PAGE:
TIERRA DEL MAR — The Oregon Department of State Lands announced Friday, Sept. 11, that they have decided to have Facebook’s hazard analysis, conducted by ERM-West, Inc. and peer reviewed by Geosyntec Consultants, Inc., independently reviewed. The analysis was prepared in response to the drill break that occurred on April 28, during the drilling operation for the Jupiter subsea cable system in Tierra Del Mar, southwest of Tillamook.
“We don’t yet know who will do that, so no ETA yet on when we may accept the analysis as final,” DSL Communications Manager Ali Ryan Hansen said of the independent review.
Edge Cable Holdings, LLC, a subcontractor of Facebook, notified the Oregon Department of State Lands on April 28 of the snapped drill pipe, which was being replaced at a depth that ranged from 50-70 feet. Approximately 1,100 feet of drill pipe, a drill tip, two tools for drill steering and tracking, and approximately 6,500 gallons of drilling fluid were abandoned in the ocean.
“It was a very unusual event,” said Kevin Salvadori, director of Network Investments at Facebook.
Salvadori said when the incident occurred, the team recovered as much as they could.
DSL had requested that Edge Cable provide an analysis of potential health, safety and environmental impacts due to the presence of the equipment, as well as a geotechnical survey. The Oregon Parks and Recreation Department also required Edge Cable to provide an independent hazard analysis, evaluating potential impacts to the economic, scenic and recreational values of the ocean shore.
After consulting with relevant state agencies, Tillamook County and the Army Corps of Engineers, Facebook commissioned an independent hazard study conducted by ERM-West, Inc. and peer reviewed by Geosyntec Consultants, Inc.
Nikki Payne, from ERM, said the study was conducted and analyzed by a team, including a toxicologist and local geologist. The team analyzed the current situation.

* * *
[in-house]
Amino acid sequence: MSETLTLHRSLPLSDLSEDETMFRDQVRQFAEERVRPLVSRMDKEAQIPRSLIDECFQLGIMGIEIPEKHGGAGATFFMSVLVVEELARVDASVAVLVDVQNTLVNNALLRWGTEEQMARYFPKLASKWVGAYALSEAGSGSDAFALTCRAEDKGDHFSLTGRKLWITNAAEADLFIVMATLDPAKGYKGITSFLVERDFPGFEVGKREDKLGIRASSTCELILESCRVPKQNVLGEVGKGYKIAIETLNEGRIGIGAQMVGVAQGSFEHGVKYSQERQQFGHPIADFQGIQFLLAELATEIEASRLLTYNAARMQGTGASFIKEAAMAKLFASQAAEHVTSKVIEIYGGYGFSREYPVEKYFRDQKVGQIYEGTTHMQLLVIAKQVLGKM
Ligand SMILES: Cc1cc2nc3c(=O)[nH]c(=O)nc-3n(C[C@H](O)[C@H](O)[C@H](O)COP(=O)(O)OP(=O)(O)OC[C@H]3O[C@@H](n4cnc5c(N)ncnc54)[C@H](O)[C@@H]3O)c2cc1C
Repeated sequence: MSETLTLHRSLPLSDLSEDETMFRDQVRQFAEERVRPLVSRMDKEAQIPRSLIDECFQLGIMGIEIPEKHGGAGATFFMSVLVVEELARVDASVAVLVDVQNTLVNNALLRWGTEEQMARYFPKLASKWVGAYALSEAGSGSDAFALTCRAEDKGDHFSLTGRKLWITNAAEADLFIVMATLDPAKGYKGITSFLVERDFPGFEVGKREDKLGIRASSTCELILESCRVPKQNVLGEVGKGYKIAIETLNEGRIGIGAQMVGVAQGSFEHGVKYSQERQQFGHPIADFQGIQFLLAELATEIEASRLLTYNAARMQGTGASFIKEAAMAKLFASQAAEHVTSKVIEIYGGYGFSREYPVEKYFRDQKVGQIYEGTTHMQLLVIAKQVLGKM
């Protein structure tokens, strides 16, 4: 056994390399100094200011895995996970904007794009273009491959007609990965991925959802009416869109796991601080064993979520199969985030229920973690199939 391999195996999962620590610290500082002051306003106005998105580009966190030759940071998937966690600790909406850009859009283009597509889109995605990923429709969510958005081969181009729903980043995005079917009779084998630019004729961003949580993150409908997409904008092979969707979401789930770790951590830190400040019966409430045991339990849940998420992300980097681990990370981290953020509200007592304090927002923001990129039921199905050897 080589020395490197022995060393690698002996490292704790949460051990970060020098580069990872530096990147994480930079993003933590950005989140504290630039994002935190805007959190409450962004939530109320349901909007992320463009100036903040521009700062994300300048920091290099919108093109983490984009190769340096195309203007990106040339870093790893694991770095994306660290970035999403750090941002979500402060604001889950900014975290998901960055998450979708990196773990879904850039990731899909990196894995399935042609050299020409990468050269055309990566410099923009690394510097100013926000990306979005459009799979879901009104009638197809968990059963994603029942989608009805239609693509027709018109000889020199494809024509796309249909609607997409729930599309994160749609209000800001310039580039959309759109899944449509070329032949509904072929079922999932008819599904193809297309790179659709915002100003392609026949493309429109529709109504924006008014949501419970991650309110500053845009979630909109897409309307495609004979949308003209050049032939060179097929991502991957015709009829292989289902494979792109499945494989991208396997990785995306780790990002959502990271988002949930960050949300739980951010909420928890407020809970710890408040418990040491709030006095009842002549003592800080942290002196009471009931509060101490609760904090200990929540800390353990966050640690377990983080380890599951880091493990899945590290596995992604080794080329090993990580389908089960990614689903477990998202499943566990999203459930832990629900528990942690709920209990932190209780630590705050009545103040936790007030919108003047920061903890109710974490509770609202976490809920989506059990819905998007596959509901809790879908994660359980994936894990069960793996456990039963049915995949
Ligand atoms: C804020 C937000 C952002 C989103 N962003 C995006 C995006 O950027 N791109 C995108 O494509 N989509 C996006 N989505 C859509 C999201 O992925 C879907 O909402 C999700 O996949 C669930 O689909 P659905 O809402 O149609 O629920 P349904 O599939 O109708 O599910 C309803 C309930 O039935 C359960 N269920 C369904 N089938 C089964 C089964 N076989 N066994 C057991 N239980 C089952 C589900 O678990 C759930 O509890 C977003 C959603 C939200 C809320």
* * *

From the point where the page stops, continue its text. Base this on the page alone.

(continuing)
According to the hazard analysis, “there are currently no adverse environmental, scenic, recreational or economic impacts resulting from the drill break or presence of remaining materials to the surrounding environment and result in future impacts.”
Kevin Salvadori, director of Network Investments at Facebook, said in a previous article that when the incident occurred, the team recovered as much as they could.
In August, DSL notified Edge Cable Holdings LLC of actions needed to comply with the terms of their communications cable easement agreement. Abandonment of equipment following a drill pipe break resulted in Edge Cable effectively storing equipment under the Oregon seafloor, which was not allowed under their easement agreement.
DSL stated in an update that DSL and Edge Cable have agreed on an amendment to the easement agreement. The amendment includes: a $250,000 payment to DSL; increasing the required surety bond from $20,000 to $100,000; notice requirement for any future breaks or accidents; and providing DSL with plans for drill break avoidance and response, as well as a cable construction plan.
Edge Cable intends to submit an application for an encroachment easement, DSL added. An encroachment easement would allow the abandoned equipment to remain beneath the seafloor.
“When received, the application will be reviewed by DSL staff for completeness,” DSL said. “If the application is determined to be complete, it will be circulated for review and comment.”
Trevor Taylor, stewardship section manager for the Oregon Parks and Recreation Department, said during an OPRD commission meeting Wednesday, Sept. 16, that at this point, both DSL and OPRD are coordinating a response to the drill break. Edge Cable’s permit with OPRD remains valid at this time.
Edge Cable is also requesting to drill a new bore hole, Taylor added.
“We’re requesting updated plans that the new bore hole will be in a different location,” Taylor said. “They’re proposing it be directly below the existing bore hole.”
Taylor said OPRD is preparing comments on Edge Cable’s analysis, as they were some missing key elements. There is also a potential lawsuit Oregon Coast Alliance is pursuing under the Clean Waters Act.
“There is nothing rescinding our permit currently,” Taylor said. “It’s in place and there’s nothing they’ve done that technically violates it, other than if there is a hazard associated with the project, we would need to respond to that, including the potential for a hazard.”
OPRD will be working with Edge on that front, Taylor added.
Send comments to: firstname.lastname@example.org